Quote of the Day – 8 September 2017: Three weeks in Thezi – Marius Chivu
Raspberries and levatics
I took my equipment out of the locker, vented the sleeping bag, cleaned the big backpack and boots, the same Lowa boots, put batteries in the front flashlight and did the inventory of what I had, but most of all, what I was missing. A pair of pants couldn't fit me anymore, I needed a small backpack (the other had stolen it in the bus station in Piteşti), I needed some new blouses and stockings, the medicines in the first aid kit had expired… I eventually went back to the Himalayas, but in David Neacşu's equipment store, where man gave me and M., everything we needed: "clothes carefully created towards the environment, without banned substances, with low energy consumption" , eco-friendly stockings, Icebreaker panties® on the label that albert einstein was quoted in three languages: "Look deep into nature and you will understand everything better!". David Neacşu also gave us some contacts from Peru, whose map drew it from memory in front of us on a sheet of paper, to better explain the route we chose, to which, of course, came up with some suggestions.
And that was it. All preparations took almost two months and we chose, not out of superstition, to leave in May. I knew little about Peru: writers Vargas Llosa, Vallejo and Echenique, Andes, Incaand and Machu Picchu, Titicaca, Nazca, Amazon. A few nights of surfing on the Internet helped me decide on interesting and, as far as possible, less touristic sites. First machu picchu, for whom i chose the longest and most difficult route: not Salcantay or Inca Trail, of which the Internet was full; but the more bypassed road through Choquequirao, which everyone said was unattractive to mass tourism. Secondly, but perhaps most importantly: Nevado Mismi (5597 m), the mountain where the spring of the Amazon is located. Other places on our route: the Sacred Valley and Colca Canyon (3517 m, second deepthroat in the world, twice and a little deeper than the Grand Canyon in Colorado) and, because we wanted to relax, possibly taking surfing lessons after the three weeks andines , the Pacific coast, in the north, near the Ecuadorian border.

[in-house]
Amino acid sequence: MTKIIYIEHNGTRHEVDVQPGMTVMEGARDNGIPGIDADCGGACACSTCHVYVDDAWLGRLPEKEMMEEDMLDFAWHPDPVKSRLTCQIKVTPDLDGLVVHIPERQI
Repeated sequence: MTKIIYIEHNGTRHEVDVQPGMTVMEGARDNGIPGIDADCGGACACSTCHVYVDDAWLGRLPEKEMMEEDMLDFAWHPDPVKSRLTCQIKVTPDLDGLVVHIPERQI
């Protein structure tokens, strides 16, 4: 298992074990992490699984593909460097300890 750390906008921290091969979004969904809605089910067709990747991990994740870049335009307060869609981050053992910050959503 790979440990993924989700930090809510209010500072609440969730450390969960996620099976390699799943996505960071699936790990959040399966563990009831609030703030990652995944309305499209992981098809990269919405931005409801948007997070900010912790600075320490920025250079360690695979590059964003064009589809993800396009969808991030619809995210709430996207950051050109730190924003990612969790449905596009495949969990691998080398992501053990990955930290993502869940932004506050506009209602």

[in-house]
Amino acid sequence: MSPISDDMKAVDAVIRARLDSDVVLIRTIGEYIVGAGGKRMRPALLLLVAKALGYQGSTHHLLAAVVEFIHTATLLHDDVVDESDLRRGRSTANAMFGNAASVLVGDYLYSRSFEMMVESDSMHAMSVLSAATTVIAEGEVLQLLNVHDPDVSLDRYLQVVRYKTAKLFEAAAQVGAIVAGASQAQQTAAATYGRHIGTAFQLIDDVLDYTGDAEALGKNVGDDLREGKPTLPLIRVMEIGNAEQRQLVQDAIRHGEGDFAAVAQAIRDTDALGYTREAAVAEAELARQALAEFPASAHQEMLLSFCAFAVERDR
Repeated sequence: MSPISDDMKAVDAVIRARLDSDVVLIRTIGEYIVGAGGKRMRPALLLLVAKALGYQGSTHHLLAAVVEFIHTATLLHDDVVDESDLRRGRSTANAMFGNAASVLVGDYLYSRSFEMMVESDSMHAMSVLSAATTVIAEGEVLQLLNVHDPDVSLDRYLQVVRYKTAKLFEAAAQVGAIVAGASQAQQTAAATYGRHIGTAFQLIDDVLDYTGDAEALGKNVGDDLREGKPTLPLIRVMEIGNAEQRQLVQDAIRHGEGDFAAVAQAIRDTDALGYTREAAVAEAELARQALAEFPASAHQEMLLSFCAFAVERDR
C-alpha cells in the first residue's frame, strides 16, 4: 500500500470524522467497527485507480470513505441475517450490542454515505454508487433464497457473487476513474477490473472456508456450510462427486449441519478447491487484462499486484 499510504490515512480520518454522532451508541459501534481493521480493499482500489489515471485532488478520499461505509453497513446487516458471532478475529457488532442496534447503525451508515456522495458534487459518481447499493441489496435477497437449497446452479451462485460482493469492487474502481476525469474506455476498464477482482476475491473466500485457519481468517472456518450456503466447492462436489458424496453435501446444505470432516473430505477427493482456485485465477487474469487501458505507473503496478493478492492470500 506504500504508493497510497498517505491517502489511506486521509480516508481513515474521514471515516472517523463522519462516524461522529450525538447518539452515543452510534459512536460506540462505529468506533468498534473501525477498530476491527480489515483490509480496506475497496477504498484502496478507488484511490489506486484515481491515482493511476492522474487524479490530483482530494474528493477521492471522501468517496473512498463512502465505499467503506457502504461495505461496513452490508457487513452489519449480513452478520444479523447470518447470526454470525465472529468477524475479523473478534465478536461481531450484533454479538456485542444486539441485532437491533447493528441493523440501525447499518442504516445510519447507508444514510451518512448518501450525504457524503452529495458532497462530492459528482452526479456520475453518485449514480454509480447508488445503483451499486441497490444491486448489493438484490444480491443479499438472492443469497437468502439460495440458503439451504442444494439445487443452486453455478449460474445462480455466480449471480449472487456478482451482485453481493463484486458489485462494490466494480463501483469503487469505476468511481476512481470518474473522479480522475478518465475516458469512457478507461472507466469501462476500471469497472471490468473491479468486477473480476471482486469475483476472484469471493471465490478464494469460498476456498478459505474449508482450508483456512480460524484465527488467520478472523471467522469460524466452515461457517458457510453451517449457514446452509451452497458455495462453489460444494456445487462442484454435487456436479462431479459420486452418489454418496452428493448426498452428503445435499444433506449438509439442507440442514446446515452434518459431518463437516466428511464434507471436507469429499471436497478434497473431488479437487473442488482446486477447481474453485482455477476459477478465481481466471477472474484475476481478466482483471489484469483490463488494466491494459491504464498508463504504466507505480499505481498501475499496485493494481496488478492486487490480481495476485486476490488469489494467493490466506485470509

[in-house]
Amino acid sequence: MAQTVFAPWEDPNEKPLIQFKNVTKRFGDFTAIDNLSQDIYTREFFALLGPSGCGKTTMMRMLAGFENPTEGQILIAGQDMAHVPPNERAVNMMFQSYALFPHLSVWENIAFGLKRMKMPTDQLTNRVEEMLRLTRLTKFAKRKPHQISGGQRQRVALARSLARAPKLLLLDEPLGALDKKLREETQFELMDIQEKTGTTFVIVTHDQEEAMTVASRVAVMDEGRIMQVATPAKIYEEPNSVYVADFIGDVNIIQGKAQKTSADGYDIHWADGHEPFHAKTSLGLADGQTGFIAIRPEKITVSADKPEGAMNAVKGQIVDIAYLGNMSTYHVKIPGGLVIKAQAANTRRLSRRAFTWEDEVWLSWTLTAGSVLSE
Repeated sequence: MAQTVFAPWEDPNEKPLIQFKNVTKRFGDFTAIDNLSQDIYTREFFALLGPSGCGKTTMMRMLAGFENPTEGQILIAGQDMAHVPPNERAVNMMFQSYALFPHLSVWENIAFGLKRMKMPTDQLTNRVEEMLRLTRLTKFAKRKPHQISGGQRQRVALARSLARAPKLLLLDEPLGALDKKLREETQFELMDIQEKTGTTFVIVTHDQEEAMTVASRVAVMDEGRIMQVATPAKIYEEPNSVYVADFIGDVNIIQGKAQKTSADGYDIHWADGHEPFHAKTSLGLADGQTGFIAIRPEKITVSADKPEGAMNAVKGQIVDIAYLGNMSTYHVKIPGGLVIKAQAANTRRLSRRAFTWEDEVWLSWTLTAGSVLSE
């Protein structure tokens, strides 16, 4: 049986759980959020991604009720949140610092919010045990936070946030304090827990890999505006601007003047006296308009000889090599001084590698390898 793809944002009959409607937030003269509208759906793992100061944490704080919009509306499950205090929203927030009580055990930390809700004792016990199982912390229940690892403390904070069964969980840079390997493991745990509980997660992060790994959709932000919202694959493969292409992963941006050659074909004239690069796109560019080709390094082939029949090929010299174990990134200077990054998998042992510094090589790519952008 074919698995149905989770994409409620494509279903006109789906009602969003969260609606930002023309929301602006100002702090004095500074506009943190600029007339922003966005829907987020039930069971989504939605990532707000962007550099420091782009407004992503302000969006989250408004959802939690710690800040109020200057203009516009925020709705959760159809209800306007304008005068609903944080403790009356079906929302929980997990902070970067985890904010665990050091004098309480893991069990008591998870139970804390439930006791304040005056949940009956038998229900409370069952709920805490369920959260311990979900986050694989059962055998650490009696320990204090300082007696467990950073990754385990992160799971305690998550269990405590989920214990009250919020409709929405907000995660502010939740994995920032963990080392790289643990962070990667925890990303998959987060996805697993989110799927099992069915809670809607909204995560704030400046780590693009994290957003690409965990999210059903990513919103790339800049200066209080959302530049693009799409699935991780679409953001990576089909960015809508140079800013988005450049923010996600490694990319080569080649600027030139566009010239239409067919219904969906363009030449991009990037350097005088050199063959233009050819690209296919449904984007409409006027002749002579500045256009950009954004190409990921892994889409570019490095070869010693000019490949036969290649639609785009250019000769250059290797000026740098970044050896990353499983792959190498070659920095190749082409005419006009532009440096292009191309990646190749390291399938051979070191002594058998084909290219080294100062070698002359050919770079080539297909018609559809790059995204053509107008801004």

Like last time, I left my cell phone at home. Another important decision that we made with M. (in fact, I just consented) was to avoid travel agencies and leave on our own, and we could manage ourselves, negotiate and improvise on the ground. We may very well have contacted online one of the hundreds of agencies to organise each of our routes with everything they entail (bus tickets, accommodation, food, permits, guides), but we knew that once we arrived in Lima, the costs would be lower than on Internet (where you find prices like for foreigners – gringos), and at Cuzco we will still pay even closer to the real cost. It wasn't about cheapness, but we both knew (because M. had also climbed the Himalayas) what it was like to pay the agency a sum of money from which the sherpas would receive only the tenth. We prefer to give the money directly to the locals, not to the middlemen behind an air-conditioned office. Since M. speaks perfect Spanish, so we don't risk being treated like gringos, we thought it couldn't be that hard to follow the route set at home on the mountains without having anything secured in advance. "Don't you want adventure?!", said M. I wanted, how could I not want to!
My parents only told my parents I was going to South America for a month: "I'm going to go write another book." "In what country?", my father asked me. "Peru," I said. "Give us a sign when you get there."
The morning i left Bucharest it was raining and the city was making an extended siesta, recovering hard after easter days, which had fallen on May 1st. The last song I heard on the radio before I left the house was "Raspberry Beret", a song about Prince's first sexual experience, which had long since died. Incidentally, this was also the song with which, as a kid, I had discovered little Prince, watching the video on MTV. A song about beginnings – I took it as an auspicious sign.
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